Download (direct link):
- If it's so important, then why isn't G on the middle line of the treble staff?
Likewise, why isn't F on the middle of the bass staff?
The answer to both of these mysteries is, of course, that the staff positions of G and F are determined by their distance from middle C. You might say middle C has some power in the musical world.
Chapter 4: Following Horizontal and Vertical Lines
Rising (or falling) to the occasion
Composers canít use ledger lines to notate all the notes that fall outside the boundaries of the treble and bass clefs ó if they did, each staff would take up an impractical amount of space on the printed page. Instead, composers use abbreviations to point you to the appropriate notes.
The abbreviation 8va tells you to play the same note but one key set higher. For example, when you see 8va above the note F on the top line of the treble staff, it means to play the next F up on the keyboard.
When you see 8vb below a note, you play the same note but one key set lower. Think of the ďbĒ in 8vb as meaning "below." For example, 8vb under the note G on the bottom line of the bass staff instructs you to play the next lower G key.
If the composer wants a really, really high or low note, you see the abbreviation 15ma or 15mb, which means to play two sets of keys higher or lower. Don't ask me why 2 times 8va equals 15ma. The laws of musical math are just funny that way.
Bustin' out the ledgers.
Lines Heading North and South
In addition to horizontal lines, music employs some verticals, too. These vertical lines help you keep track of where you are in the music, sort of like punctuation in a written sentence.
Reading this paragraph is a bit difficult it has no punctuation it is like one long sentence never ending thatís because without capital letters or punctuation marks it is difficult to understand the phrasing of a sentence music is like that too.
Think of the single or grand staff as one very long musical paragraph. The notes are the words. The vertical lines are the commas and periods, breaking up the musical paragraph into intelligible musical phrases. An example of these vertical lines is shown in Figure 4-17.
Chapter 5 tells you more about these vertical lines and the important function they play when it comes to rhythm.
Part II: Getting Sound Down on Paper
Vertical lines that divide the staff.
Don't Stop Tit \[ou Get Enough
As you read this book, you can instantly see that each page has several lines of text. You donít stop reading when you get to the edge of the page or the end of a line. Rather, your eyes continue to read from left to right, reaching the end of one line and immediately falling to the beginning of the next line. You keep reading until you get to the end of the book, the end of the sentence, or until dinnerís ready.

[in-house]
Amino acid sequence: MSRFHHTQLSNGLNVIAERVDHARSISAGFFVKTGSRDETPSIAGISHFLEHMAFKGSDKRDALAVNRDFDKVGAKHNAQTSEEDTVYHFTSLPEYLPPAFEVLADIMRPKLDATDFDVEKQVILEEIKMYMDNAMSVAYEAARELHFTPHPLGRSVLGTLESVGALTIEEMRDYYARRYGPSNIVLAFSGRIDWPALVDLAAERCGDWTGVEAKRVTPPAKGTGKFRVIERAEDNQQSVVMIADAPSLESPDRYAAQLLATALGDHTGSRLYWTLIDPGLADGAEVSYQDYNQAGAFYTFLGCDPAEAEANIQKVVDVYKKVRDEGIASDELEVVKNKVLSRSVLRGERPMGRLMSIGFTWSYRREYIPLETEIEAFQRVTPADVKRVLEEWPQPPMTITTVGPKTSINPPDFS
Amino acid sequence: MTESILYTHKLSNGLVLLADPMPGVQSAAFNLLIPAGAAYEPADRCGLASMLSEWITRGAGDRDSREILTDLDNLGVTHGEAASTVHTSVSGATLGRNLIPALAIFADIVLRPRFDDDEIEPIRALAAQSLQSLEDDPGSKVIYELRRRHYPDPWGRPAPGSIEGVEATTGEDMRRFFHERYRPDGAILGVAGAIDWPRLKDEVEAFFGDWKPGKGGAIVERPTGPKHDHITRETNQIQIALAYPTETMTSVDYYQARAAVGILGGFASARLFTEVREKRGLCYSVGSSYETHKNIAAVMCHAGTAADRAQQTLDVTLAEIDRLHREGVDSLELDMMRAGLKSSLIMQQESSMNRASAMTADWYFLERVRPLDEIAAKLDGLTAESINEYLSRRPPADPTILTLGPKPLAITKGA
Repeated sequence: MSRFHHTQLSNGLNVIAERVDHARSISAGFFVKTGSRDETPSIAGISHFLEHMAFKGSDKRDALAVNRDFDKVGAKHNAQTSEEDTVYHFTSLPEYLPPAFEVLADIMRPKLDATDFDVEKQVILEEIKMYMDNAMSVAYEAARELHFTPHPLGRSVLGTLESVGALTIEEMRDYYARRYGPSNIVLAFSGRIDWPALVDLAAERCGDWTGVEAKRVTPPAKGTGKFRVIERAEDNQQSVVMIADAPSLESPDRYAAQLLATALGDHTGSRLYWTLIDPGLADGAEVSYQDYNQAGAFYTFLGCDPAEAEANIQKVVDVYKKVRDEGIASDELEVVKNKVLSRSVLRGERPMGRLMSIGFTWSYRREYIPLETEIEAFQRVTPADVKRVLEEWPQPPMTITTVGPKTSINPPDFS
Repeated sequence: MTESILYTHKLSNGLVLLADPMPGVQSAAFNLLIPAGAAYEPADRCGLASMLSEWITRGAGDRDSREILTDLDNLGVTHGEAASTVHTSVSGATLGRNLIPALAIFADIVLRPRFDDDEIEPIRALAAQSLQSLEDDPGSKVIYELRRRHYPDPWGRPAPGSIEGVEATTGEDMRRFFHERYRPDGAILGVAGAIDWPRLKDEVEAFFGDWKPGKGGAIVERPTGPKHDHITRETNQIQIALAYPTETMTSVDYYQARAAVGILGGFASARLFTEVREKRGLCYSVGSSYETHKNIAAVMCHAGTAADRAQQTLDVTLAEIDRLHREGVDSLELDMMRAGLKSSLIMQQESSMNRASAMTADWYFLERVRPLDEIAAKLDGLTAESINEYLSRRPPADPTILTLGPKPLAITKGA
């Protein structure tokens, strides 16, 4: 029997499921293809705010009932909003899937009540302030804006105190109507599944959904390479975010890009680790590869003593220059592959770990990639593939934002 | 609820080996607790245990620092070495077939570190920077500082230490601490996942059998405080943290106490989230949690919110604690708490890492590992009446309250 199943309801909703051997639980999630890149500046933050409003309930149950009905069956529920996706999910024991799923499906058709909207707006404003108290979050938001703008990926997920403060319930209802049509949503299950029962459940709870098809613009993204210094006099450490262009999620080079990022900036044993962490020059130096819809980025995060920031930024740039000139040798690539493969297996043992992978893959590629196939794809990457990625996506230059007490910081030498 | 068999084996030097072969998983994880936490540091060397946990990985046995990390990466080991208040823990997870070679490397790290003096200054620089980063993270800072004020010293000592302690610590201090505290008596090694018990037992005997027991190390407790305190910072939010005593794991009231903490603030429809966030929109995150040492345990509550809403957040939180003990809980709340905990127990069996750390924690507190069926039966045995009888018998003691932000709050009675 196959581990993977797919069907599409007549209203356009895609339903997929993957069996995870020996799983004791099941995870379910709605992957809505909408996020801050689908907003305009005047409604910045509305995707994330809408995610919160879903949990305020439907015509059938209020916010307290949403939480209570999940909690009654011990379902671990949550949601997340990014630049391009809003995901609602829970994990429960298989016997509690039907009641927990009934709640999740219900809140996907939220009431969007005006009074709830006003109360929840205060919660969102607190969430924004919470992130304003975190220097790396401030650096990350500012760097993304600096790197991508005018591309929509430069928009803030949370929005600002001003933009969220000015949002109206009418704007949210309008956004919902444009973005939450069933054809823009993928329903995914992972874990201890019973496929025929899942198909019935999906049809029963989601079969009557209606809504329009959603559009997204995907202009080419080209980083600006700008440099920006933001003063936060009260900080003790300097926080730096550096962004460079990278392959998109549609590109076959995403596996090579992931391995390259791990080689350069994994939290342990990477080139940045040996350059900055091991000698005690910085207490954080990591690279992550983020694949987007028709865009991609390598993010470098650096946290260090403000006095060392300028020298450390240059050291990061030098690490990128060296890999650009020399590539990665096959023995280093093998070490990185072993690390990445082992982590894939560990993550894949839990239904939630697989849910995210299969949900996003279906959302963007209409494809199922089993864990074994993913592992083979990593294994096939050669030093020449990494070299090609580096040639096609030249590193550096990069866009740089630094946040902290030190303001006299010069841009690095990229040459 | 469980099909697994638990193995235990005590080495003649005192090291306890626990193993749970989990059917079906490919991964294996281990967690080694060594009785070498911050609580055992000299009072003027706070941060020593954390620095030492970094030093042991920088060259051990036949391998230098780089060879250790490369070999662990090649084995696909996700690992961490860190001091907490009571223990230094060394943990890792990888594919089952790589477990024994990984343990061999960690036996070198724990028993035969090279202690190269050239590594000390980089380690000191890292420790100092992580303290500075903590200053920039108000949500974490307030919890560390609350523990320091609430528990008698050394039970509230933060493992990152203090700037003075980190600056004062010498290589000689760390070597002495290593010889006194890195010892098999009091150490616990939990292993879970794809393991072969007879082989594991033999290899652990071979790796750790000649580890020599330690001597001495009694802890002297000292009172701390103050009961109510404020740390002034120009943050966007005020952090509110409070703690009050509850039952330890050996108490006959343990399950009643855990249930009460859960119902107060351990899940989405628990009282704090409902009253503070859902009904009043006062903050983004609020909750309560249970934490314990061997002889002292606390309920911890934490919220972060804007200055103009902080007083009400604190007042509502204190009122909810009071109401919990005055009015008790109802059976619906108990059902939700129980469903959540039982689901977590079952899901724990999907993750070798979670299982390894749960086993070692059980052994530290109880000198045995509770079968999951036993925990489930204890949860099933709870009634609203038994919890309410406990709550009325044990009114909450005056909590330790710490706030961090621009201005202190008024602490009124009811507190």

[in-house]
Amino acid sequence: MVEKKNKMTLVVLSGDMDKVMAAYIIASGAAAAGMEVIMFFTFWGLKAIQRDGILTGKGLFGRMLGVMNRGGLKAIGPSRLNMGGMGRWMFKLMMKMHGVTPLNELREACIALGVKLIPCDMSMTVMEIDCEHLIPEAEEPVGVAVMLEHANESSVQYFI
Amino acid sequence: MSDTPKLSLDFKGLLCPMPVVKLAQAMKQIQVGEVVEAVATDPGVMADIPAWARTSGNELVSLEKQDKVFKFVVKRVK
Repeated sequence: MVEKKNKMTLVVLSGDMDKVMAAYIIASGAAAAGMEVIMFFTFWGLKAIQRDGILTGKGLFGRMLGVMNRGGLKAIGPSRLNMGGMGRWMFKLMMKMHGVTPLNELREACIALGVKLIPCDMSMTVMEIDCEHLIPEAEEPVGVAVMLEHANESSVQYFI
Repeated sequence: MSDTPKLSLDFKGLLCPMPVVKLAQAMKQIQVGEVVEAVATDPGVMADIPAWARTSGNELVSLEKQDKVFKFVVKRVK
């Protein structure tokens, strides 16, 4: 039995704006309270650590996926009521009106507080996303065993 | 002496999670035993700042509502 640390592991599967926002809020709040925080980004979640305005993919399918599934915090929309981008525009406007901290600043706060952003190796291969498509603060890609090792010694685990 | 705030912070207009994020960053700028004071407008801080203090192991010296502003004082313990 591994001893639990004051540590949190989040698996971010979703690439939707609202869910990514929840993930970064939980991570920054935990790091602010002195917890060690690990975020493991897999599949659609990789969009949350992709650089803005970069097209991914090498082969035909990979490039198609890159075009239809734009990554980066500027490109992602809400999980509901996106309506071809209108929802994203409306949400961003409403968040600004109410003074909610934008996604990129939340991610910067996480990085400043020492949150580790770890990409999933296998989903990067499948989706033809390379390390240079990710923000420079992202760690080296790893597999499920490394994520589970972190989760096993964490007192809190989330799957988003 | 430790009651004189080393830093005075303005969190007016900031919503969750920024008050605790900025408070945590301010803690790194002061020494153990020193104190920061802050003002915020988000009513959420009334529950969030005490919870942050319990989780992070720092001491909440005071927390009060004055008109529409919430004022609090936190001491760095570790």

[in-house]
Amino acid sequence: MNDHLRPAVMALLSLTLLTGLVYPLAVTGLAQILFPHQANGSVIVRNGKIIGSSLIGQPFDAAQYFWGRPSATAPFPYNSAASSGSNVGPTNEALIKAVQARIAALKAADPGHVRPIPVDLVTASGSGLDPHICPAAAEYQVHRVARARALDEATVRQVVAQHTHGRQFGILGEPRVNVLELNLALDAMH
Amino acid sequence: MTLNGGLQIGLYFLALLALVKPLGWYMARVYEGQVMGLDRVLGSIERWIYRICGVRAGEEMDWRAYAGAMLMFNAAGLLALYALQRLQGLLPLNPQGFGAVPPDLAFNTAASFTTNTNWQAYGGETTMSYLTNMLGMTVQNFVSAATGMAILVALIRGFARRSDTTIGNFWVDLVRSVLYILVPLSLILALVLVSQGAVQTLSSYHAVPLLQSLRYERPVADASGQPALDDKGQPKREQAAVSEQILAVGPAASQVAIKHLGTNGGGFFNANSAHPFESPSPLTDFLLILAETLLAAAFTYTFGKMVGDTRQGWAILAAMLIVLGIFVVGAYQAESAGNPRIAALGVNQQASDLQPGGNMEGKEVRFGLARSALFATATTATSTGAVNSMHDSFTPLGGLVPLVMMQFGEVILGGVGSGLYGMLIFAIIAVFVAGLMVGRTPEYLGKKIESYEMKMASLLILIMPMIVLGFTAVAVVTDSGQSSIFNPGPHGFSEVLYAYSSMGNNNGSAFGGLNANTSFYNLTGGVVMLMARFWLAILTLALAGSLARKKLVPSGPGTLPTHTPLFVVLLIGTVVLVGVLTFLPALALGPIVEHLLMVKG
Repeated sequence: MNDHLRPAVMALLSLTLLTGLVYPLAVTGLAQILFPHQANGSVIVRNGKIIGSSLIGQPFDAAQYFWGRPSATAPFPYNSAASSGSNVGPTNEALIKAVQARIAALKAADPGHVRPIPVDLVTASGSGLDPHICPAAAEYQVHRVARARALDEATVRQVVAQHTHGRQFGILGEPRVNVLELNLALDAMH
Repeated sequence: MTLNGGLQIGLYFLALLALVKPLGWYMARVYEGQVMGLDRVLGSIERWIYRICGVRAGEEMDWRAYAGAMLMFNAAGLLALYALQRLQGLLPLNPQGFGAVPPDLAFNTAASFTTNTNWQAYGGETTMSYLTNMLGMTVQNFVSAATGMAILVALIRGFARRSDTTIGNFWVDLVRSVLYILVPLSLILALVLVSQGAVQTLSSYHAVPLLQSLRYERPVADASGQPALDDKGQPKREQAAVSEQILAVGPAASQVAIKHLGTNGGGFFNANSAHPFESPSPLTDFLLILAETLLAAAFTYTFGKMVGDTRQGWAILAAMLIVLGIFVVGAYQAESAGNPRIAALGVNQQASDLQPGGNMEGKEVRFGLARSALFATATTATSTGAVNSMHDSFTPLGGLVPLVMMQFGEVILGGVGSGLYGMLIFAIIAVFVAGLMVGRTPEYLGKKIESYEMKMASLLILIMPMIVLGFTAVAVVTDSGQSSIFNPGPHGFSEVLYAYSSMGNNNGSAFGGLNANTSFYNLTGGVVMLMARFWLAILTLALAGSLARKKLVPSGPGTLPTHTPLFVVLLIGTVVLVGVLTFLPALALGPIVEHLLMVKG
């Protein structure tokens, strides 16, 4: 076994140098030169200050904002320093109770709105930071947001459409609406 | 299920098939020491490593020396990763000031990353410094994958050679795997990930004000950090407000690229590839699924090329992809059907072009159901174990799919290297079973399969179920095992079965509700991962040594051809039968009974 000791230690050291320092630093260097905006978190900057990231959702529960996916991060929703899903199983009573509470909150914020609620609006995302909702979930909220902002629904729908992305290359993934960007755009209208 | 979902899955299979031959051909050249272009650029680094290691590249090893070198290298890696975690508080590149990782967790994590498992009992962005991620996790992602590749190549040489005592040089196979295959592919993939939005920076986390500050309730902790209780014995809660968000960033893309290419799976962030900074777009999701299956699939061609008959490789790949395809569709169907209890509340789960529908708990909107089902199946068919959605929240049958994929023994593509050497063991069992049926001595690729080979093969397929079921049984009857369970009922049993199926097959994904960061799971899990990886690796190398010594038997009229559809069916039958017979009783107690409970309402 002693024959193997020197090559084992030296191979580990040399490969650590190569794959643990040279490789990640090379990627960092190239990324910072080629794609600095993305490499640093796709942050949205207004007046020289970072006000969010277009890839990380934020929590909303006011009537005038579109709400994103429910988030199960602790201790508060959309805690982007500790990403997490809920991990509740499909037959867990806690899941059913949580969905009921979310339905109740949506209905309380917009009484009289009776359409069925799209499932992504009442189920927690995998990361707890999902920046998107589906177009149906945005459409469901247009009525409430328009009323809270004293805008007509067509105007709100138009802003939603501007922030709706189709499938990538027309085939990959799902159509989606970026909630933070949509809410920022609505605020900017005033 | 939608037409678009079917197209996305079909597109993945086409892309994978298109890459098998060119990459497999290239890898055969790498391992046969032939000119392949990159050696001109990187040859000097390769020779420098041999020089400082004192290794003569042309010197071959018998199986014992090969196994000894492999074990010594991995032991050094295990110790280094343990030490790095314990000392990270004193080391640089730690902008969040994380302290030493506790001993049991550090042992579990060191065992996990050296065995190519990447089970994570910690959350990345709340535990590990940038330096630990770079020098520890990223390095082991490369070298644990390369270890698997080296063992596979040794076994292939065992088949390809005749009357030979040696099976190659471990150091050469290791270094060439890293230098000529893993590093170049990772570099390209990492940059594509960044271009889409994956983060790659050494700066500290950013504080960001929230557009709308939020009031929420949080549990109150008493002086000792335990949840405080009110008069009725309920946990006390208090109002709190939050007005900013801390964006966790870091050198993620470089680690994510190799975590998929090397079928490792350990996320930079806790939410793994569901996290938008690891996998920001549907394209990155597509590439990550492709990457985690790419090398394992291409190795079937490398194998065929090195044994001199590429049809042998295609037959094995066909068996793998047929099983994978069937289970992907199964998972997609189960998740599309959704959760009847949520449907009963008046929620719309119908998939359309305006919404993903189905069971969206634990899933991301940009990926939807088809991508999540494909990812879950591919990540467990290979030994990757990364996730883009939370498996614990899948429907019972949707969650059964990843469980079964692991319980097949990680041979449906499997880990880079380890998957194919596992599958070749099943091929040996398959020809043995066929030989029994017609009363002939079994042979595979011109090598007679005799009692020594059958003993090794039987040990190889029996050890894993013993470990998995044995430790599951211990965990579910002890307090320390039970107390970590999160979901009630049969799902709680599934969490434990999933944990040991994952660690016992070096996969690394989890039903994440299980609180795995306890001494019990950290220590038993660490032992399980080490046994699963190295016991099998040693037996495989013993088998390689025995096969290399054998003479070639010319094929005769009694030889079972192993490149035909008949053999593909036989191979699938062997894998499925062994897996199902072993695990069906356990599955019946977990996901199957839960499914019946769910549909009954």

Reading music is similar. You play the notes on the staff from left to right. When you get to the end of the staff, or edge of the page, you drop down to the beginning of the next staff, or set of staves, and keep playing. (This applies to reading from either a single staff or a grand staff.) Figure 4-18 shows you what I mean. Notice that the appropriate clefs appear on every new line of music.
Keep on reading, keep on playing.
Drop down to the beginning of next line and keep playing
Joining the Rhythm Nation
In This Chapter
Making some notes last longer than others Recognizing note shapes ^ Measuring music without a ruler
∆usic is not just a series of long, sustained, droning tones. Sure, this description may apply to a few 20th century classical pieces ó and that stuff bagpipers play ó but you probably want to play some songs that make people dance or, at the very least, make them stay awake.
In this chapter, I show you just how important the timing of your notes is when playing the piano. As they say, timing is everything.
The Beat Goes On
When you listen to music played on the keyboard, or any other instrument for that matter, you hear notes of different lengths. Some notes sound as long as a fog horn; other notes are quite short, like a bird chirping; and others are of a medium length, like the ring of a telephone.
Depending on how long the notes in a musical piece are played, the music can sound fast, slow, or somewhere in between. These varying lengths of the different notes combine to form the rhythm of the music. Whether itís a fast-paced dance song or a slow love song, the rhythm provides the groovy groove to the music.
Measuring the beat
Rhythm is measured out in beats Like heartbeats, musical beats are measured over time. A certain number of beats occur in music (and in your heart) every minute. If youíre like me, when a doctor tells you how fast your heart is beating, you think ďWho cares? I donít know what those numbers
Part II: Getting Sound Down on Paper
mean." But when a composer tells you how many musical beats occur in a specific length of musical time, you canít take such a whimsical attitude ó not if you want the music to sound right.